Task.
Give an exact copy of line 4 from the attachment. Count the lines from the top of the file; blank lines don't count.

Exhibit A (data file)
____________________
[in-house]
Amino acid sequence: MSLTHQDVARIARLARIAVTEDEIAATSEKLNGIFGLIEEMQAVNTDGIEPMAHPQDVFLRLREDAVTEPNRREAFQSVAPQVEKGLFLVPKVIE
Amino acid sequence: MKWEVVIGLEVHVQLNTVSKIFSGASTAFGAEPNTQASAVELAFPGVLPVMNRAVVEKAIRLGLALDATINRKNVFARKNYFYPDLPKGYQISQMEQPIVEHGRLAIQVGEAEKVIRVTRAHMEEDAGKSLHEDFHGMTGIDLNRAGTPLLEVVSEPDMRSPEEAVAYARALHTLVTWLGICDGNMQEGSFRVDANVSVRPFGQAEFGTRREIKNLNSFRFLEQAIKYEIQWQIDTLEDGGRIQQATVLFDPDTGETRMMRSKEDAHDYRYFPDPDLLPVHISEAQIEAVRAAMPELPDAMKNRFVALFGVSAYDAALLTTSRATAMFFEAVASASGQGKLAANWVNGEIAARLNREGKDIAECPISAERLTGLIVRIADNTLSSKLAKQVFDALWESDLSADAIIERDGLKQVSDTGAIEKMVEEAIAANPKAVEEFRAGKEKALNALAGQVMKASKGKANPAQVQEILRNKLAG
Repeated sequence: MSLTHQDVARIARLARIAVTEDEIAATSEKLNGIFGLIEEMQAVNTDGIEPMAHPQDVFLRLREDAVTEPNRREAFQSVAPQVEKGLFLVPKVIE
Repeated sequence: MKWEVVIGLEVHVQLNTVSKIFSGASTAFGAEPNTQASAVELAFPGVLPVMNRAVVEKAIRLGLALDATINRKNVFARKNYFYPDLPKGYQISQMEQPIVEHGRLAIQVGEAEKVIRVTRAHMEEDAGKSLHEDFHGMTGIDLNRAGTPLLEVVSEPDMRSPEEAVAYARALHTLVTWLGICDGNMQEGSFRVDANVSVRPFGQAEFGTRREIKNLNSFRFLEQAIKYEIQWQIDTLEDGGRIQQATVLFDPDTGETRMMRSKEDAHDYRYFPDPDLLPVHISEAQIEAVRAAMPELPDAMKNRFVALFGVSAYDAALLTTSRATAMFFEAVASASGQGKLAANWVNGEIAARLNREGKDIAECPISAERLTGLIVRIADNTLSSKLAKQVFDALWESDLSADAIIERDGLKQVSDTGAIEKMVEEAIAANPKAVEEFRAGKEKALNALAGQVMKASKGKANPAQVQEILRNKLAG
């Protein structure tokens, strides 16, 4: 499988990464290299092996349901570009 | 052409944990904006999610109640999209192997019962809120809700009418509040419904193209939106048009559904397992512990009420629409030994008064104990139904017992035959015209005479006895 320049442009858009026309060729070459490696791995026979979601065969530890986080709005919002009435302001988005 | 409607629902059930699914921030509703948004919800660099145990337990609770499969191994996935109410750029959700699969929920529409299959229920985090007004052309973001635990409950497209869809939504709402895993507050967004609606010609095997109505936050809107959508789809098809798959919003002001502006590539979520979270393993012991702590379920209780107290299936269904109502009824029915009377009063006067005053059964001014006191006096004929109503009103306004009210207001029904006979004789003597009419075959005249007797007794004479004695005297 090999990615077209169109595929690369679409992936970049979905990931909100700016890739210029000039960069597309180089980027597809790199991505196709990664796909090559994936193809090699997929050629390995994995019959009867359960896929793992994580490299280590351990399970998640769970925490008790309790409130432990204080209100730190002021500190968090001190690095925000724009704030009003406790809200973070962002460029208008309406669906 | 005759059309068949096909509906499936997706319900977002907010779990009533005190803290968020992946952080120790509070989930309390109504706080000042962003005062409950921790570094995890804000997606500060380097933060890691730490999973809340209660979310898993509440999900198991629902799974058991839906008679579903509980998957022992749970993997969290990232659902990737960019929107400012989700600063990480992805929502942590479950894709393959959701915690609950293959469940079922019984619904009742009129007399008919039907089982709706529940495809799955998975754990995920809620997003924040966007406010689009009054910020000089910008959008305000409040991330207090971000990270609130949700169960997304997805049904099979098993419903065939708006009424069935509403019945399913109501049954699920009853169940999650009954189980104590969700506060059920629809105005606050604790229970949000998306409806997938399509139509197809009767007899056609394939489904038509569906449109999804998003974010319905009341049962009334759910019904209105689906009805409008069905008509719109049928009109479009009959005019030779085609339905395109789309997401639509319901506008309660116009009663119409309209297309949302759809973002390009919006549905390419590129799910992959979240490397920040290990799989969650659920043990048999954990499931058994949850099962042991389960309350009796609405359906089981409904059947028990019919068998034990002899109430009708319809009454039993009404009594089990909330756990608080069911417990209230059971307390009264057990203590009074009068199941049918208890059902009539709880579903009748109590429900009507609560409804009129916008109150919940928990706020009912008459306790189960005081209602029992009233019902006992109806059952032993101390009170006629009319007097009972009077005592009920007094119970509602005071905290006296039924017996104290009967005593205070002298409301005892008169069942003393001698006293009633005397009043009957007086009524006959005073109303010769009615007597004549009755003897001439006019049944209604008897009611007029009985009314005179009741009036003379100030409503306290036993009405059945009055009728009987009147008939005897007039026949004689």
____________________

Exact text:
Repeated sequence: MSLTHQDVARIARLARIAVTEDEIAATSEKLNGIFGLIEEMQAVNTDGIEPMAHPQDVFLRLREDAVTEPNRREAFQSVAPQVEKGLFLVPKVIE